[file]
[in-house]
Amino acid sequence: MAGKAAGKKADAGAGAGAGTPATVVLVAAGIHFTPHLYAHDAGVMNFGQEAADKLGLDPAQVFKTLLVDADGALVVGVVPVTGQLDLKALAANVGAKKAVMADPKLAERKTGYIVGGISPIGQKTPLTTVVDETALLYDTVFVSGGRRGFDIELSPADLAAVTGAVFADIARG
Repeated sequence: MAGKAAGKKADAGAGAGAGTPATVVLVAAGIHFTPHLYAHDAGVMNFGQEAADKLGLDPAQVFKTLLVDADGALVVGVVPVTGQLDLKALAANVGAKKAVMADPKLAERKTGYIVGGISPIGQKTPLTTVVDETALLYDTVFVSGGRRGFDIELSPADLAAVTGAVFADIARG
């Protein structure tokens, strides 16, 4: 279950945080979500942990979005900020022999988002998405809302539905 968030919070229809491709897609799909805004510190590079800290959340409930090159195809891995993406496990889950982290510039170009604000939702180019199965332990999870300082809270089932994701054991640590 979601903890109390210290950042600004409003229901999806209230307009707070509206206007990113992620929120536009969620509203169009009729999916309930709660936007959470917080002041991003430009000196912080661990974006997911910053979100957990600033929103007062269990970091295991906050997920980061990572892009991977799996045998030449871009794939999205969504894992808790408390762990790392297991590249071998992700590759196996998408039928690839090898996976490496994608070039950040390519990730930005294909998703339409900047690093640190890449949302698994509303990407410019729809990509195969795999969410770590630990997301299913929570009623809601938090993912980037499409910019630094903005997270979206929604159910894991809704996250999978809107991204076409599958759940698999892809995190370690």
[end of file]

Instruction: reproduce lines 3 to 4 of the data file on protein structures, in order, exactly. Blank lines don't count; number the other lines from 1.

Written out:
Repeated sequence: MAGKAAGKKADAGAGAGAGTPATVVLVAAGIHFTPHLYAHDAGVMNFGQEAADKLGLDPAQVFKTLLVDADGALVVGVVPVTGQLDLKALAANVGAKKAVMADPKLAERKTGYIVGGISPIGQKTPLTTVVDETALLYDTVFVSGGRRGFDIELSPADLAAVTGAVFADIARG
């Protein structure tokens, strides 16, 4: 279950945080979500942990979005900020022999988002998405809302539905 968030919070229809491709897609799909805004510190590079800290959340409930090159195809891995993406496990889950982290510039170009604000939702180019199965332990999870300082809270089932994701054991640590 979601903890109390210290950042600004409003229901999806209230307009707070509206206007990113992620929120536009969620509203169009009729999916309930709660936007959470917080002041991003430009000196912080661990974006997911910053979100957990600033929103007062269990970091295991906050997920980061990572892009991977799996045998030449871009794939999205969504894992808790408390762990790392297991590249071998992700590759196996998408039928690839090898996976490496994608070039950040390519990730930005294909998703339409900047690093640190890449949302698994509303990407410019729809990509195969795999969410770590630990997301299913929570009623809601938090993912980037499409910019630094903005997270979206929604159910894991809704996250999978809107991204076409599958759940698999892809995190370690």